Friday, August 28, 2009

Oregon National Guard members participate in annual Hood to Coast Relay Race

Members of the Oregon Army National Guard’s Hood to Coast team, “Dirty Dogs & Bodacious Babes”, await the arrival of one of their team members at a checkpoint near Zigzag, Ore., on Aug. 28. (U.S. Air Force photo by Tech. Sgt. Nick Choy, Oregon National Guard Public Affairs Office).


Today, two teams from the Oregon National Guard took part in the annual Hood to Coast Relay Race, which started at Timberline Lodge, on Mt. Hood.

Both teams were comprised of approximately 24 citizen-soldiers and citizen-airmen. The Oregon Air National Guard team is named "Blue Thunder", while the Oregon Army National Guard team is named "Dirty Dogs & Bodacious Babes".

“I do this for the camaraderie and to support my teammates,” said Oregon Air National Guard Lt. Col. Craig J. Fery.

Fery, who is the commander of the 142nd Fighter Wing’s Civil Engineering Squadron in Portland, Ore., began his leg of the race just before noon. He walked to the starting line as his fellow airmen cheered him on.

About 30 minutes earlier, Sgt. Maj. James Martichuski kicked off the day for the Oregon Army Guard team. He later said his section of the race, which also started at Timberline Lodge, and ended at Government Camp—a steep downhill distance of just over five miles—was relatively easy.

“What an awesome race, with awesome people,” Martichuski said.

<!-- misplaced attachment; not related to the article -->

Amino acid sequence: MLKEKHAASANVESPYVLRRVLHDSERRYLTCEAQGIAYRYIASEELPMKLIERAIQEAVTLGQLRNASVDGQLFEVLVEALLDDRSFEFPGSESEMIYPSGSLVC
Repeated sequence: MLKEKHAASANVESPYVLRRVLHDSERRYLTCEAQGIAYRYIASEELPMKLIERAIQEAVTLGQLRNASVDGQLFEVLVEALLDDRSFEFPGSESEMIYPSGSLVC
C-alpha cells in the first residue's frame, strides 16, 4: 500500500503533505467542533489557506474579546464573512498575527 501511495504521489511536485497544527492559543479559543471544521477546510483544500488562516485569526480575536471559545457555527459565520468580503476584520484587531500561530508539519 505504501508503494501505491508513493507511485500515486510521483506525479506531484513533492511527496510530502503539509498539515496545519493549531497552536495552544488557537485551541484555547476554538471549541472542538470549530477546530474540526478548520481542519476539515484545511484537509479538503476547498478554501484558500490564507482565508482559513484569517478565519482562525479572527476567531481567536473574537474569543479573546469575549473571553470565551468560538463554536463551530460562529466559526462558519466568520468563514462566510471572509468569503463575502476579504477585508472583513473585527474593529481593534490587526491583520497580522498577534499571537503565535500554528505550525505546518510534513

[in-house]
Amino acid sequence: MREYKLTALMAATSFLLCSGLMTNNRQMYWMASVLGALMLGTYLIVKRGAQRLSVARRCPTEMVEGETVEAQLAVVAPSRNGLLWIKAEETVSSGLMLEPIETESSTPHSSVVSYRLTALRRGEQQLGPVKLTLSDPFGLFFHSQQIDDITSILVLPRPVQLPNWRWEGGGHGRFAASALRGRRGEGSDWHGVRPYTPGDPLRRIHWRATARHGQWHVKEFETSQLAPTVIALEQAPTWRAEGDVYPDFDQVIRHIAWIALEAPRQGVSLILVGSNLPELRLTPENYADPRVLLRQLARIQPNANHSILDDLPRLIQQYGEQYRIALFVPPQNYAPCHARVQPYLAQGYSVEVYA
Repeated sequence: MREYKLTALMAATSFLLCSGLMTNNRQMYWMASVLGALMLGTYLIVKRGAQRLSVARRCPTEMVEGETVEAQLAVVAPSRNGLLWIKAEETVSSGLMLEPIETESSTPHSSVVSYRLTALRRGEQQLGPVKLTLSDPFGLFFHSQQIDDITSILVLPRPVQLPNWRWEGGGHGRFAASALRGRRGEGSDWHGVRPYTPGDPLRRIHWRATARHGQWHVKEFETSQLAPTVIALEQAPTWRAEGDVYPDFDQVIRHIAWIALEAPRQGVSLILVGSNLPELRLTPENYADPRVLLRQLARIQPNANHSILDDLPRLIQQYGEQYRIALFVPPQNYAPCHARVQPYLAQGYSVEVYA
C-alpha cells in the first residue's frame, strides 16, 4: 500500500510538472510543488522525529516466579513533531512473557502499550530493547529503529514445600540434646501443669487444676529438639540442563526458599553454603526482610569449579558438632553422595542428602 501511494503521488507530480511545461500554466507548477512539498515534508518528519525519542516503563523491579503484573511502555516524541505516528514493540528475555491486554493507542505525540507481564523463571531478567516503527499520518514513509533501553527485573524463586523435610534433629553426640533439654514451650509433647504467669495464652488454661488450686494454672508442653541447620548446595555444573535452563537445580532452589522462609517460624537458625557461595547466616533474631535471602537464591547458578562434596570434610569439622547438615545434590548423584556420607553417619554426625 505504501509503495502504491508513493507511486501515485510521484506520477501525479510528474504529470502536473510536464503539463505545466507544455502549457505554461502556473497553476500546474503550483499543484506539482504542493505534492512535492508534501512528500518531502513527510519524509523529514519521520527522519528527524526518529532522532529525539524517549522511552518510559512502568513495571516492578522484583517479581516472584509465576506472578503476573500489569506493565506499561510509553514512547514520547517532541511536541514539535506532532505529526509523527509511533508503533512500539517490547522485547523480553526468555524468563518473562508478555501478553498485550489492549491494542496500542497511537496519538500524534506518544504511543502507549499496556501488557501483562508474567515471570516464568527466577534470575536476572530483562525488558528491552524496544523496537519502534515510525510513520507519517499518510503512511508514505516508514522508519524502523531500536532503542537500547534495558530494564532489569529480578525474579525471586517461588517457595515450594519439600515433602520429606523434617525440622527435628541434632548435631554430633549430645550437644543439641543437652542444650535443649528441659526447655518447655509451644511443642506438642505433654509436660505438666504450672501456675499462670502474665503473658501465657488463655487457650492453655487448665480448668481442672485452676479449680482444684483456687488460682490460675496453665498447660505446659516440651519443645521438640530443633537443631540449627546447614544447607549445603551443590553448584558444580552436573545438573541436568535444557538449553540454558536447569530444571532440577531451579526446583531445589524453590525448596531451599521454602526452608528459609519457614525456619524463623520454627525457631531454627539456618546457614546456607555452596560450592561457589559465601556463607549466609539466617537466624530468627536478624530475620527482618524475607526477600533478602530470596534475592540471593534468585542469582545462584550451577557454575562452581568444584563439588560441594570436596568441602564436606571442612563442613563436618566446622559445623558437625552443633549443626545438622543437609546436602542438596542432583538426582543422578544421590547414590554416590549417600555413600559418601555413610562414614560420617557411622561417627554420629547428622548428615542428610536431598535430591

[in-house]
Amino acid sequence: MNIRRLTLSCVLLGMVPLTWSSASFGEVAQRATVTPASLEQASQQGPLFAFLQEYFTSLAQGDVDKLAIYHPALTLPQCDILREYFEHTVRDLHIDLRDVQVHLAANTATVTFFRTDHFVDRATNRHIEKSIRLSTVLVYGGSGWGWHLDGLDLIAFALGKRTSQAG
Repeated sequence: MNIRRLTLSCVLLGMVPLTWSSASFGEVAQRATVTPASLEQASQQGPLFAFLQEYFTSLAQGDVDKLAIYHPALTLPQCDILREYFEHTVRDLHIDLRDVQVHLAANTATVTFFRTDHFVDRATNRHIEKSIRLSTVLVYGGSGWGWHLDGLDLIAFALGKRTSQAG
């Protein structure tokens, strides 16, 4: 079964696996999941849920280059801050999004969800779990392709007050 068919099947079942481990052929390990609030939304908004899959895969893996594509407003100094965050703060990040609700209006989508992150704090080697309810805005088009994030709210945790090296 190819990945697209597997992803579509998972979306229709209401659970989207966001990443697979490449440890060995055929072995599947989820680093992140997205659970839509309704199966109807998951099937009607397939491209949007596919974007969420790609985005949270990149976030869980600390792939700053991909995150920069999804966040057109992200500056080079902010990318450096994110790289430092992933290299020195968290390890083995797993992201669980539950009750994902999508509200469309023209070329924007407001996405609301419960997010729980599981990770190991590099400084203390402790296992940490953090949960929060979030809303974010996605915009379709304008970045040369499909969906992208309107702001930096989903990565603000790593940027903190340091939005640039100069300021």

Sgt. 1st Class Austin Robbins, of HHC 1249th Engineer Battalion, who was scheduled to run the fifth leg of the race, said he loves long-distance running.

“I like to get out and represent my fellow Guardsmen,” Robbins said. “I love doing this because it boosts my morale and boosts the morale of my fellow soldiers.”

Just before the Oregon Guard members started their portion of the race, they learned of the deaths of two of their fellow citizen-soldiers in Iraq. Most members shared Robbins’ idea to dedicate their race to all their fellow Guard members serving overseas, but especially to their two fallen comrades.

“Today’s news gives a major significance to what we’re doing here,” Robbins said.

He added that last year when he ran the Portland Marathon, he wrote on his shirt the names of those Oregon National Guard members who had been killed in action.

“Had I known the names of the soldiers this morning, I would have done the same thing today,” Robbins added.

About 60 Oregon Army National Guard members who are stationed in Iraq are running a similar distanced race at their bases in Iraq. Among them is the brigade chaplain, and the 41 Infantry Brigade Combat Team commander, Col. Dan Hokanson. Read all about the story by Julie Sullivan of the Oregonian, here.

Runners from the two Oregon teams are scheduled to arrive on the Oregon coast sometime tomorrow.


Posted by Story by Tech. Sgt. Nick Choy,
Oregon National Guard Social Media Manager

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